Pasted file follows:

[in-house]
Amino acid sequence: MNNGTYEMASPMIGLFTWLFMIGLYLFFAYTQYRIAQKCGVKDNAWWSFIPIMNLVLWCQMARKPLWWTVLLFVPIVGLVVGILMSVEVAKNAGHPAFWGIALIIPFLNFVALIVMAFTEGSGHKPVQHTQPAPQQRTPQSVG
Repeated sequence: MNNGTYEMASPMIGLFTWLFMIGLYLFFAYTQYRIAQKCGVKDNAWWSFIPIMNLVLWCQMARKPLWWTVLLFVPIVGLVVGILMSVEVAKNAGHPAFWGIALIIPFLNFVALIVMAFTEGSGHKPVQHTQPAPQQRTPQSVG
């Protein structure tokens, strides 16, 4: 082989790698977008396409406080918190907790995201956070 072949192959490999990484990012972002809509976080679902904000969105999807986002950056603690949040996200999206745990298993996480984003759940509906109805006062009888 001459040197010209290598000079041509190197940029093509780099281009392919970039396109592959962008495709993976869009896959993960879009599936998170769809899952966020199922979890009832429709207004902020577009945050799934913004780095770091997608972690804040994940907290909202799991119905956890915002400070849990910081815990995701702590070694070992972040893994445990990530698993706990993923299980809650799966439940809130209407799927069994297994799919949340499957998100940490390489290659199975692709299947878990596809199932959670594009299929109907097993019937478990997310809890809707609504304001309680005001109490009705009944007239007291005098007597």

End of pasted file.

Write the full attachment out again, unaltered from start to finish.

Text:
[in-house]
Amino acid sequence: MNNGTYEMASPMIGLFTWLFMIGLYLFFAYTQYRIAQKCGVKDNAWWSFIPIMNLVLWCQMARKPLWWTVLLFVPIVGLVVGILMSVEVAKNAGHPAFWGIALIIPFLNFVALIVMAFTEGSGHKPVQHTQPAPQQRTPQSVG
Repeated sequence: MNNGTYEMASPMIGLFTWLFMIGLYLFFAYTQYRIAQKCGVKDNAWWSFIPIMNLVLWCQMARKPLWWTVLLFVPIVGLVVGILMSVEVAKNAGHPAFWGIALIIPFLNFVALIVMAFTEGSGHKPVQHTQPAPQQRTPQSVG
């Protein structure tokens, strides 16, 4: 082989790698977008396409406080918190907790995201956070 072949192959490999990484990012972002809509976080679902904000969105999807986002950056603690949040996200999206745990298993996480984003759940509906109805006062009888 001459040197010209290598000079041509190197940029093509780099281009392919970039396109592959962008495709993976869009896959993960879009599936998170769809899952966020199922979890009832429709207004902020577009945050799934913004780095770091997608972690804040994940907290909202799991119905956890915002400070849990910081815990995701702590070694070992972040893994445990990530698993706990993923299980809650799966439940809130209407799927069994297994799919949340499957998100940490390489290659199975692709299947878990596809199932959670594009299929109907097993019937478990997310809890809707609504304001309680005001109490009705009944007239007291005098007597």